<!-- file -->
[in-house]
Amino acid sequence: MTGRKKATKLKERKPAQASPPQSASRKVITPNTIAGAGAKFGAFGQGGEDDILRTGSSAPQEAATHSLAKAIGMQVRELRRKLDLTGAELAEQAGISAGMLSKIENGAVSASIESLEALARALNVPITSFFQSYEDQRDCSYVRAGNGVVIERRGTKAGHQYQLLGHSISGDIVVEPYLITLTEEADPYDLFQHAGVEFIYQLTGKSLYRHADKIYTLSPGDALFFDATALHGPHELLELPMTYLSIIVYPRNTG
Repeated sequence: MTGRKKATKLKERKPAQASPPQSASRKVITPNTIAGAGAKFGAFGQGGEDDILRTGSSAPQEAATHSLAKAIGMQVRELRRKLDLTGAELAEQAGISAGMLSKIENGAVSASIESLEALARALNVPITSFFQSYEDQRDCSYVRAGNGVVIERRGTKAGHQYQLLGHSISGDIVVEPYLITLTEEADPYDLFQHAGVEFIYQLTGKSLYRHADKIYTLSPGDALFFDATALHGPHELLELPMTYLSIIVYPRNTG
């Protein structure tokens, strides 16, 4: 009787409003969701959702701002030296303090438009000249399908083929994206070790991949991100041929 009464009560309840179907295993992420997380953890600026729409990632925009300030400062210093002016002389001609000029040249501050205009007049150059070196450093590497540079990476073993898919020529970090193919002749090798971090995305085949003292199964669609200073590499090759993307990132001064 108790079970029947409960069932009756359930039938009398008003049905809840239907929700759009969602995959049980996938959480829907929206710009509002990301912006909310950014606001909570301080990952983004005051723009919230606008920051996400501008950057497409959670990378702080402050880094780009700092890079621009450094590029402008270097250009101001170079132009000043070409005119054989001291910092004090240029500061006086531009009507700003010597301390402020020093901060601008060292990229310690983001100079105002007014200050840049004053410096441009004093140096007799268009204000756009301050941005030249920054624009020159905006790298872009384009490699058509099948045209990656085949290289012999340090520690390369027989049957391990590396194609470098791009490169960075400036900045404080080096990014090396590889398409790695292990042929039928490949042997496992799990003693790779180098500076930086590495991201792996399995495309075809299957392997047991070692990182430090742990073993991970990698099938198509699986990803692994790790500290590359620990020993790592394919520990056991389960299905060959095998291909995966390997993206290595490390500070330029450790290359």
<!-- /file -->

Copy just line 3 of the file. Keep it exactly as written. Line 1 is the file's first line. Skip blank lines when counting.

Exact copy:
Repeated sequence: MTGRKKATKLKERKPAQASPPQSASRKVITPNTIAGAGAKFGAFGQGGEDDILRTGSSAPQEAATHSLAKAIGMQVRELRRKLDLTGAELAEQAGISAGMLSKIENGAVSASIESLEALARALNVPITSFFQSYEDQRDCSYVRAGNGVVIERRGTKAGHQYQLLGHSISGDIVVEPYLITLTEEADPYDLFQHAGVEFIYQLTGKSLYRHADKIYTLSPGDALFFDATALHGPHELLELPMTYLSIIVYPRNTG